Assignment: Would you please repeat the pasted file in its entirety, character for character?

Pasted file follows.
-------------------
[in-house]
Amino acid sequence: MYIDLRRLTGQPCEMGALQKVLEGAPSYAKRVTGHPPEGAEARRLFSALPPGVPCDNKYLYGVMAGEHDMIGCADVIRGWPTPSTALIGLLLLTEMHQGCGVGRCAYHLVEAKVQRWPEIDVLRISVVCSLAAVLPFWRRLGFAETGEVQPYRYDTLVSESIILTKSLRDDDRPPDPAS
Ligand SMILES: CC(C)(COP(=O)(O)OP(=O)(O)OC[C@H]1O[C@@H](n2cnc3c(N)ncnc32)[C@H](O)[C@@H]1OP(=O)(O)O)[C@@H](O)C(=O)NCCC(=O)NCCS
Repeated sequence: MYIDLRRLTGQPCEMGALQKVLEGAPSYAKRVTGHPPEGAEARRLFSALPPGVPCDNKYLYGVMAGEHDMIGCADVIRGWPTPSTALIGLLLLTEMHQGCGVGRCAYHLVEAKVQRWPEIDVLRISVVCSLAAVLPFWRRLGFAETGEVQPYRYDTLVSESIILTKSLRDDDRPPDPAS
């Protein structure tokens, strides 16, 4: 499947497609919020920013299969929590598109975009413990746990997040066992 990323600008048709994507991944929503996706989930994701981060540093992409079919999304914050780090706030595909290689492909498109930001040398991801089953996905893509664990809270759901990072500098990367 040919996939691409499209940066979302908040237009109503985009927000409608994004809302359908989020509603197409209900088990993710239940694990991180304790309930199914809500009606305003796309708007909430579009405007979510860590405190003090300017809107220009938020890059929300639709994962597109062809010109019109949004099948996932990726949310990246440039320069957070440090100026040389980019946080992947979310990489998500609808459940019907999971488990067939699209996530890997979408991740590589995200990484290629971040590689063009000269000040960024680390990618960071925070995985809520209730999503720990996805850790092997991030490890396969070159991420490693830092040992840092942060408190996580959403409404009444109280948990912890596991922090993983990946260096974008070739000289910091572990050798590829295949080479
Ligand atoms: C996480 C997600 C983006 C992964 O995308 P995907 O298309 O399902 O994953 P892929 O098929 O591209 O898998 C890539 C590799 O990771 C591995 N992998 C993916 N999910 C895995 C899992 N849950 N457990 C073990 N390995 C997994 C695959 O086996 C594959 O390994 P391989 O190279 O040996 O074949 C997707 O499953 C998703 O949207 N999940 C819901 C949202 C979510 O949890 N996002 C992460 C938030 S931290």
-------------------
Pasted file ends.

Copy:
[in-house]
Amino acid sequence: MYIDLRRLTGQPCEMGALQKVLEGAPSYAKRVTGHPPEGAEARRLFSALPPGVPCDNKYLYGVMAGEHDMIGCADVIRGWPTPSTALIGLLLLTEMHQGCGVGRCAYHLVEAKVQRWPEIDVLRISVVCSLAAVLPFWRRLGFAETGEVQPYRYDTLVSESIILTKSLRDDDRPPDPAS
Ligand SMILES: CC(C)(COP(=O)(O)OP(=O)(O)OC[C@H]1O[C@@H](n2cnc3c(N)ncnc32)[C@H](O)[C@@H]1OP(=O)(O)O)[C@@H](O)C(=O)NCCC(=O)NCCS
Repeated sequence: MYIDLRRLTGQPCEMGALQKVLEGAPSYAKRVTGHPPEGAEARRLFSALPPGVPCDNKYLYGVMAGEHDMIGCADVIRGWPTPSTALIGLLLLTEMHQGCGVGRCAYHLVEAKVQRWPEIDVLRISVVCSLAAVLPFWRRLGFAETGEVQPYRYDTLVSESIILTKSLRDDDRPPDPAS
């Protein structure tokens, strides 16, 4: 499947497609919020920013299969929590598109975009413990746990997040066992 990323600008048709994507991944929503996706989930994701981060540093992409079919999304914050780090706030595909290689492909498109930001040398991801089953996905893509664990809270759901990072500098990367 040919996939691409499209940066979302908040237009109503985009927000409608994004809302359908989020509603197409209900088990993710239940694990991180304790309930199914809500009606305003796309708007909430579009405007979510860590405190003090300017809107220009938020890059929300639709994962597109062809010109019109949004099948996932990726949310990246440039320069957070440090100026040389980019946080992947979310990489998500609808459940019907999971488990067939699209996530890997979408991740590589995200990484290629971040590689063009000269000040960024680390990618960071925070995985809520209730999503720990996805850790092997991030490890396969070159991420490693830092040992840092942060408190996580959403409404009444109280948990912890596991922090993983990946260096974008070739000289910091572990050798590829295949080479
Ligand atoms: C996480 C997600 C983006 C992964 O995308 P995907 O298309 O399902 O994953 P892929 O098929 O591209 O898998 C890539 C590799 O990771 C591995 N992998 C993916 N999910 C895995 C899992 N849950 N457990 C073990 N390995 C997994 C695959 O086996 C594959 O390994 P391989 O190279 O040996 O074949 C997707 O499953 C998703 O949207 N999940 C819901 C949202 C979510 O949890 N996002 C992460 C938030 S931290």